In 2015, I was tasked with creating and delivering a security curriculum for “any takers” from within our 1200+ global innovation organization at Pitney Bowes. This was part of a continuous learning initiative that included 10 different key technologies for Pitney Bowes.

Our approach was to utilize in-house experts to lead each technology topic, and to let individuals self select the topic that was most interesting to them. As someone who is passionate about security, my main challenge was to develop a security course that is more than basic awareness — I wanted to make a difference! — but not so technical that you needed an advanced degree to understand it.

At Pitney Bowes, everyone is a craftsman of commerce. Within our global innovation team, we are developing and testing code that powers commerce applications. But we all have different skill sets. Some craft expert Java code. Some can craft performance tests. Others can craft solutions between physical and digital products.

In order to build a course that could appeal to these diverse skillsets, I used a study guide for the CompTIA Security+ certification. Since the book was used for a security certification, it covered all major topics including role-based access, encryption, network security, operating system security and business continuity planning.

If a participant wanted in-depth knowledge, they could obtain the certification. For those desiring basic knowledge, they could read the assigned chapters and then attend a monthly conversation that put these concepts in terms that were simple to understand. The depth of understanding was up to the student.

Once the class was halfway through the book, I assigned each participant a task to make a security improvement within their team.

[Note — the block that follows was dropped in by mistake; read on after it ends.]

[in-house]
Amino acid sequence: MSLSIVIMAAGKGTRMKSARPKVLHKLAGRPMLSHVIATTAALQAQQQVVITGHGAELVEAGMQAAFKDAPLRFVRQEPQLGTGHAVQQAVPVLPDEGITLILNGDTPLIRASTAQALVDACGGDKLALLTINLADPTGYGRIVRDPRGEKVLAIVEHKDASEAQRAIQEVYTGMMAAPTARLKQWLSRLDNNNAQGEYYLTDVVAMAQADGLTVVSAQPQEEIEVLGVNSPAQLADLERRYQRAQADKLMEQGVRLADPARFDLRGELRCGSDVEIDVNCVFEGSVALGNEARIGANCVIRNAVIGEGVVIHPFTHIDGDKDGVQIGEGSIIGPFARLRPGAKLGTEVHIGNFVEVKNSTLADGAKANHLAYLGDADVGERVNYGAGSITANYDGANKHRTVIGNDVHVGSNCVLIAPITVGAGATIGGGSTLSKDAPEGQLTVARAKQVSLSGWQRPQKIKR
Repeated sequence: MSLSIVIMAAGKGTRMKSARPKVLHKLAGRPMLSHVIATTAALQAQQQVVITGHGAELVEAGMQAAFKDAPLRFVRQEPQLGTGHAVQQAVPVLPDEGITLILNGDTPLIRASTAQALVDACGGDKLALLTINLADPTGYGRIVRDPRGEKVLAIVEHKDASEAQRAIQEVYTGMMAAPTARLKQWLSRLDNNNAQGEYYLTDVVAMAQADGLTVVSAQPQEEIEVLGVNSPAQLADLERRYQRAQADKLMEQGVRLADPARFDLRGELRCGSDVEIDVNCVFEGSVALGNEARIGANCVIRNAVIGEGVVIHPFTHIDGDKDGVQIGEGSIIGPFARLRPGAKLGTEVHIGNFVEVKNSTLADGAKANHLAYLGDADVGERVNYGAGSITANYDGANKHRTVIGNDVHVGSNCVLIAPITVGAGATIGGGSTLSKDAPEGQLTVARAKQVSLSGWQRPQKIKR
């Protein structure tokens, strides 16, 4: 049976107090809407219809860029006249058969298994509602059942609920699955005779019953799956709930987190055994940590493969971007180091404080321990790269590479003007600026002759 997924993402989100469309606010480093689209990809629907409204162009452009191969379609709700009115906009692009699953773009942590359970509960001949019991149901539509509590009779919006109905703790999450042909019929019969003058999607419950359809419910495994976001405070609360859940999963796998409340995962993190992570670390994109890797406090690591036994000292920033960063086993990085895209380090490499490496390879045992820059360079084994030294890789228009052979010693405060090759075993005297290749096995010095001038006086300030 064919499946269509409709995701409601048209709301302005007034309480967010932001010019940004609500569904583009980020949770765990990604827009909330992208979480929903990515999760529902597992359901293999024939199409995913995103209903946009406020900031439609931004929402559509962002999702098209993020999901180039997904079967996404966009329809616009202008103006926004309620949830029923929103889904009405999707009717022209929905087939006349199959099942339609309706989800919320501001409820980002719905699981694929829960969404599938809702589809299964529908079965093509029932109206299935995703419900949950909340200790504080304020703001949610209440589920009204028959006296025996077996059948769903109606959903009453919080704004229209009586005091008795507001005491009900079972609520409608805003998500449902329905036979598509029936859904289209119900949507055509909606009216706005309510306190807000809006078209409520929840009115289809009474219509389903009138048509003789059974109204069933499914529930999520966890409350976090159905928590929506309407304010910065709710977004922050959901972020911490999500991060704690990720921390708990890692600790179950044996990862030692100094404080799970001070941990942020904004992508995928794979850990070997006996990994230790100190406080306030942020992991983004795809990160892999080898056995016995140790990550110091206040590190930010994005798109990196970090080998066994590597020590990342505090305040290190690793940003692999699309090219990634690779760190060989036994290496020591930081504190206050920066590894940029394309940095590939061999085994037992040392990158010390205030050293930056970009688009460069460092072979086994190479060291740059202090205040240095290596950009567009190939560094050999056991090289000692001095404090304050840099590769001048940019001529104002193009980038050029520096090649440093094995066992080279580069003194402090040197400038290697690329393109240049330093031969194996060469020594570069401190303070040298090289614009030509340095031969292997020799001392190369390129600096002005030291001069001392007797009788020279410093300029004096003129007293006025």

The results were amazing!

Look at what some of the participants were able to accomplish…

  • Two participants came from very different areas of the business: Postage Meter Rate Compliance and Location Intelligence. They compared notes on data security that is vital to each area and came up with best practices to follow.
  • Do you wonder how security can impact user experience? One member of our globalization team organized a session with our Global User Experience team to share her course learnings, and to have me lead a discussion on security guidelines on user experience and security.
  • One team member looked at the Accunetix tool and its capability to work in a continuous integration/continuous delivery environment.
  • Open Source code can have vulnerabilities. One participant made sure that his product’s open source components were up to date with the latest patches and worked on establishing a process to keep them current.

These are some examples of the projects that were completed. There were others around raising awareness, changing test methodologies, and analyzing the environment that were just as valuable as the ones I’ve mentioned.

While these participants learned a lot about security and how to apply it, I think that they taught us all an important lesson. You don’t need any specific skills to contribute to a security program. With just some awareness and an idea, you can make a difference.

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